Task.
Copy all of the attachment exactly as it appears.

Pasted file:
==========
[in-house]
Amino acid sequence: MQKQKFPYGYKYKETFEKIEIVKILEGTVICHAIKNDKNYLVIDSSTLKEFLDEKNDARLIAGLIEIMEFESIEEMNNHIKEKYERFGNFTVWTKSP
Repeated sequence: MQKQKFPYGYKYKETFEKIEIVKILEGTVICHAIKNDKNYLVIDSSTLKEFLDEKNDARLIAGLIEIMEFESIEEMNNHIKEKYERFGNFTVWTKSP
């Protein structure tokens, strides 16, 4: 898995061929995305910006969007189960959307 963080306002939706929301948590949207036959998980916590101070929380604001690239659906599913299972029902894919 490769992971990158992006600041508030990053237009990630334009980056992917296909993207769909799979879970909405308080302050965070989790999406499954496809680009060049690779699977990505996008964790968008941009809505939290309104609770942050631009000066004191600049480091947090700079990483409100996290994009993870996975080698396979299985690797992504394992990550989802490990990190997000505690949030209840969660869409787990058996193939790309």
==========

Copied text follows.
[in-house]
Amino acid sequence: MQKQKFPYGYKYKETFEKIEIVKILEGTVICHAIKNDKNYLVIDSSTLKEFLDEKNDARLIAGLIEIMEFESIEEMNNHIKEKYERFGNFTVWTKSP
Repeated sequence: MQKQKFPYGYKYKETFEKIEIVKILEGTVICHAIKNDKNYLVIDSSTLKEFLDEKNDARLIAGLIEIMEFESIEEMNNHIKEKYERFGNFTVWTKSP
């Protein structure tokens, strides 16, 4: 898995061929995305910006969007189960959307 963080306002939706929301948590949207036959998980916590101070929380604001690239659906599913299972029902894919 490769992971990158992006600041508030990053237009990630334009980056992917296909993207769909799979879970909405308080302050965070989790999406499954496809680009060049690779699977990505996008964790968008941009809505939290309104609770942050631009000066004191600049480091947090700079990483409100996290994009993870996975080698396979299985690797992504394992990550989802490990990190997000505690949030209840969660869409787990058996193939790309």